For those who simply don't have rhythm, tai chi apparently also works wonders. †In one study involving 256 elderly participants, half took tai chi classes three times a week and the other half took stretching classes. After six months, the tai chi group had 28 recorded falls versus 74 in the stretching group -- and you can bet if there had been a control group that remained inactive, the number of falls would have been far higher than in either of these groups. Like eurythmics, tai chi involves synchronized movements that engage a mind-body connection and multitasking -- moving while concentrating on breathing or an image. Similar results have been found for those participating in yoga classes as well as ballroom dancing.
As mentioned earlier, any type of exercise cuts injuries from falls in the elderly. Studies have found that those who do exercise of any type suffer 13 percent fewer falls. Vitamin D also makes a big difference -- actually, a bigger difference than random exercise. Those taking vitamin D supplements in one study reduced falls by 17 percent. Getting out in the sun for some sort of synchronized exercise like tai chi, then, seems like a perfect solution. (But remember, building bones involves much more than just taking vitamin D supplements.)
Ironically, many elderly people don't exercise precisely because they fear falling, according to Amy Ashmore of the American Council on Exercise. Ashmore says, "As we age, many changes occur that affect our balance. For many people, these changes are scary, and for that reason many older people are afraid to exercise." Her colleague, Dr. William Hall of the University of Rochester, adds that another big deterrent may be vanity. He says many of the women he works with consider it unfeminine to exercise, and also, don't want to be seen in lycra. He suggests more modest exercise clothing, and says that the social aspect of activities like dancing can help patients to overcome some of that resistance.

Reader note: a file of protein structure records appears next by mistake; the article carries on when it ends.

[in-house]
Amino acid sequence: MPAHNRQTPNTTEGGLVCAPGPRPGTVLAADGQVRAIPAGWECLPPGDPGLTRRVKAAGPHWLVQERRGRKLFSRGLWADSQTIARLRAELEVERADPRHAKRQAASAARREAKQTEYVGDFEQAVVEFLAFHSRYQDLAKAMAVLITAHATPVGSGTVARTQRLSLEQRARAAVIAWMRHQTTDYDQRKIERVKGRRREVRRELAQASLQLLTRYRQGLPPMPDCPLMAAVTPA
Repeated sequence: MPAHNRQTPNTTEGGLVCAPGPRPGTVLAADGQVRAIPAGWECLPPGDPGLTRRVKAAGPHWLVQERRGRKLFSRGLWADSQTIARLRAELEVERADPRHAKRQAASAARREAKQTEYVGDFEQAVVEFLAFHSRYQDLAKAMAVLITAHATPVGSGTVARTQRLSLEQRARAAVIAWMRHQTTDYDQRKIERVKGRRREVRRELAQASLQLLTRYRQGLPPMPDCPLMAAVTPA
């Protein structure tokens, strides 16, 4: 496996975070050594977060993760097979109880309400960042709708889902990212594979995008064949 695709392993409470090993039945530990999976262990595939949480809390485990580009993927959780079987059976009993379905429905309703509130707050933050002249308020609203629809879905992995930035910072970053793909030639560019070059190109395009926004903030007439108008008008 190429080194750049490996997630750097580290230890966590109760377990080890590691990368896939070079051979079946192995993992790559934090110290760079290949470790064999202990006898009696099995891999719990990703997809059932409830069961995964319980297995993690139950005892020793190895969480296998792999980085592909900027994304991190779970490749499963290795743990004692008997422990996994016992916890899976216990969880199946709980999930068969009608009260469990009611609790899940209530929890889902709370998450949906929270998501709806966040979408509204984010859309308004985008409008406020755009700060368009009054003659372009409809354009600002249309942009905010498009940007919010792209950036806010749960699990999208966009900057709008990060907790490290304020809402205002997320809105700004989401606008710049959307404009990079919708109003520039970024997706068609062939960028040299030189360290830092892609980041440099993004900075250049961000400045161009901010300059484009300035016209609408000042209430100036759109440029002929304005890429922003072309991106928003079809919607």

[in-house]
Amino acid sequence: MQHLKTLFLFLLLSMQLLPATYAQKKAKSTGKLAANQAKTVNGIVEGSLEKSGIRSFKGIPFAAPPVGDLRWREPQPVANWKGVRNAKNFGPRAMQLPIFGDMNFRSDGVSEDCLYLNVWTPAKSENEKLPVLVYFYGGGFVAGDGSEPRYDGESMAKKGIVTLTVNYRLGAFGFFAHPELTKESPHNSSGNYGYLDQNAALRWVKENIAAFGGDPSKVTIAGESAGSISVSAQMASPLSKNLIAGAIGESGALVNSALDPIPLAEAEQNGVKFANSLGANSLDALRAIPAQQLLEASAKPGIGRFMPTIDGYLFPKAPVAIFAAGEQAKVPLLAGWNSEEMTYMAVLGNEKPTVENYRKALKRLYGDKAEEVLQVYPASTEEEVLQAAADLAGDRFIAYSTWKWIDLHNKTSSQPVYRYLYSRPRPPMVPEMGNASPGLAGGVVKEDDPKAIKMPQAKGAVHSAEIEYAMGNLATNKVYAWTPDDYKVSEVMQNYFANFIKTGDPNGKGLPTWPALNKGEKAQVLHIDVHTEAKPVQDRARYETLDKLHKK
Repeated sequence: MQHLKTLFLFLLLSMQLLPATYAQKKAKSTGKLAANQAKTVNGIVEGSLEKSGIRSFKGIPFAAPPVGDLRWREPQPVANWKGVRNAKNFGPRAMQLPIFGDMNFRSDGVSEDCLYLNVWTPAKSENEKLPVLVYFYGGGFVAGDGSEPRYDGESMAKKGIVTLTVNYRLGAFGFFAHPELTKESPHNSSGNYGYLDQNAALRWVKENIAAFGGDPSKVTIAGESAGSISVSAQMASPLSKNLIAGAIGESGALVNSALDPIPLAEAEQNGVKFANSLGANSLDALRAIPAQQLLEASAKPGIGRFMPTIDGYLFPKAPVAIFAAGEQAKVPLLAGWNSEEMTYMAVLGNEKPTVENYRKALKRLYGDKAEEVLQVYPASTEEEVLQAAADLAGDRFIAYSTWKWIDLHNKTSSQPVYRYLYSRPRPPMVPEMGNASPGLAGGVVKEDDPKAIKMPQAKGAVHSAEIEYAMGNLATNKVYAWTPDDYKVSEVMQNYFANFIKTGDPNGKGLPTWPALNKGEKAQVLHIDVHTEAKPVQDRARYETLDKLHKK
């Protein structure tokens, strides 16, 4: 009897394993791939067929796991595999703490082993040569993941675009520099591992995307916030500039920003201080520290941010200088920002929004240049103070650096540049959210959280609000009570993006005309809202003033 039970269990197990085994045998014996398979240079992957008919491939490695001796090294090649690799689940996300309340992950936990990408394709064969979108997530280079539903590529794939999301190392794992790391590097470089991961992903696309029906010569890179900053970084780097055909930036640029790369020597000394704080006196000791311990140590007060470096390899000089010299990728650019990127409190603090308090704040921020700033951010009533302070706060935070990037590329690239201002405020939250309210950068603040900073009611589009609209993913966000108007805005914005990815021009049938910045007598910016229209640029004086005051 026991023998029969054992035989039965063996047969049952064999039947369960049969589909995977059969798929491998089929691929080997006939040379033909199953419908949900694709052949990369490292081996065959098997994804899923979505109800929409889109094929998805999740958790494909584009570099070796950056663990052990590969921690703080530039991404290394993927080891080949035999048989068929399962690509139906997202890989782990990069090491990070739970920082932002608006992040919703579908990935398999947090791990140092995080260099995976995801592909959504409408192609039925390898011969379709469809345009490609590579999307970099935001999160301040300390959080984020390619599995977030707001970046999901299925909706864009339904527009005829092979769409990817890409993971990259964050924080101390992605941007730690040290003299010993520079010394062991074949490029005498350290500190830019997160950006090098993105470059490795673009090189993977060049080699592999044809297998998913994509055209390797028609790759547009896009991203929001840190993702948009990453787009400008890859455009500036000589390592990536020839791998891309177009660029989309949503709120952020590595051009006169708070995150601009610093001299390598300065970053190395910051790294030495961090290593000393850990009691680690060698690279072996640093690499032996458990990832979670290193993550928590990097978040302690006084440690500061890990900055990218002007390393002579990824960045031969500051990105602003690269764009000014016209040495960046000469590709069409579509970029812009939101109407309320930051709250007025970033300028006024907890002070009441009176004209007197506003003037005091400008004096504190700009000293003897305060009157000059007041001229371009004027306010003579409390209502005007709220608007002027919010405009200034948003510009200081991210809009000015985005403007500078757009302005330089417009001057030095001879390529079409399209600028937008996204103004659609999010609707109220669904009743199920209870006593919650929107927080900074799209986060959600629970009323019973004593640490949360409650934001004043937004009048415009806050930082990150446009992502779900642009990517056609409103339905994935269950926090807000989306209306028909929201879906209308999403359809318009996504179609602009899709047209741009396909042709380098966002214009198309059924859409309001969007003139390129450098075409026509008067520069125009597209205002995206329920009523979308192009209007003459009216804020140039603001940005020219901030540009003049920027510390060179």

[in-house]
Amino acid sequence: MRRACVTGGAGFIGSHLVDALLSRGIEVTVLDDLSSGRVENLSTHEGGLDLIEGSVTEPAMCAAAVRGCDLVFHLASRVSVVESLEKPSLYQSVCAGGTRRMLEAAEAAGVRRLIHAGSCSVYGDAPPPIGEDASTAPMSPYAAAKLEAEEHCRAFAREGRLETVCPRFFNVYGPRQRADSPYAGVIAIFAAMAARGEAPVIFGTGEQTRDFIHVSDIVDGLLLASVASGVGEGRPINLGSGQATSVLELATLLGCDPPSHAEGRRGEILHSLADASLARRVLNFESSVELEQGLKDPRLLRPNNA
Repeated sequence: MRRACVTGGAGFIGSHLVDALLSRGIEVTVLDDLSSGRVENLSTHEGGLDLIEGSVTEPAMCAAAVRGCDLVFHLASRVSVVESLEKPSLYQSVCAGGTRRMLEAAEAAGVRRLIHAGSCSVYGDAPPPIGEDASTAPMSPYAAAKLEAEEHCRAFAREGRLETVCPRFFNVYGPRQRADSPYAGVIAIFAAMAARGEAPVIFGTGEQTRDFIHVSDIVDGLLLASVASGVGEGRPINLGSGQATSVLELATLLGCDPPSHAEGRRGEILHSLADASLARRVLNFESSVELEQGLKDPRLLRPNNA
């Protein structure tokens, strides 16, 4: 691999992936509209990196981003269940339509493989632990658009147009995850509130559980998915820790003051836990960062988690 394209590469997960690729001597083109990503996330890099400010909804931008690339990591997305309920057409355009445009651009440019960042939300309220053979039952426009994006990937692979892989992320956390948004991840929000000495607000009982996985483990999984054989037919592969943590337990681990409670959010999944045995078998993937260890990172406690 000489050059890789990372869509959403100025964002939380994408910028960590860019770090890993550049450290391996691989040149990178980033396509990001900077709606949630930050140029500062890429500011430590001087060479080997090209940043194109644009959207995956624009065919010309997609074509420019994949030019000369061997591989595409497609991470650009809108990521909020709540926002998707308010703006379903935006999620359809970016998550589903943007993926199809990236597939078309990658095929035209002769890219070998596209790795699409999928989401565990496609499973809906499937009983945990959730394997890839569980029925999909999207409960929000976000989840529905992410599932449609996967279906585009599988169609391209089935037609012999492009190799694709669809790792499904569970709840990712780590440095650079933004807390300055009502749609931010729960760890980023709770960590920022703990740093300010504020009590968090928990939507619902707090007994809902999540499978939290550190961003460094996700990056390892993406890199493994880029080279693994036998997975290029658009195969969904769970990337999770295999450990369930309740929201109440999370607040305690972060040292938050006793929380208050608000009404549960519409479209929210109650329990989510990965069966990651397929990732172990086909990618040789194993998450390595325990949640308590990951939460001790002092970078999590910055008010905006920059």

Study after study shows benefit after benefit to be derived from exercise -- better balance, improved cognition, lowered weight, less disease, better mood, fewer colds, longer life -- and so it's a no-brainer that no matter your age, incorporating an exercise regimen is essential. The subjects in the first study cited above only exercised an hour weekly and yet reaped huge benefits. Exercising an hour daily ups the benefits exponentially, as I've written at length in the past.
But for maximum benefit, it's crucial to develop a routine that incorporates all of the major types of exercise: cardio/aerobic/interval, strength training, weight bearing, stretching, resistance breathing, and balance exercises.
To learn more about how to naturally reverse aging, visit our Anti-Aging Program for step-by-step instructions.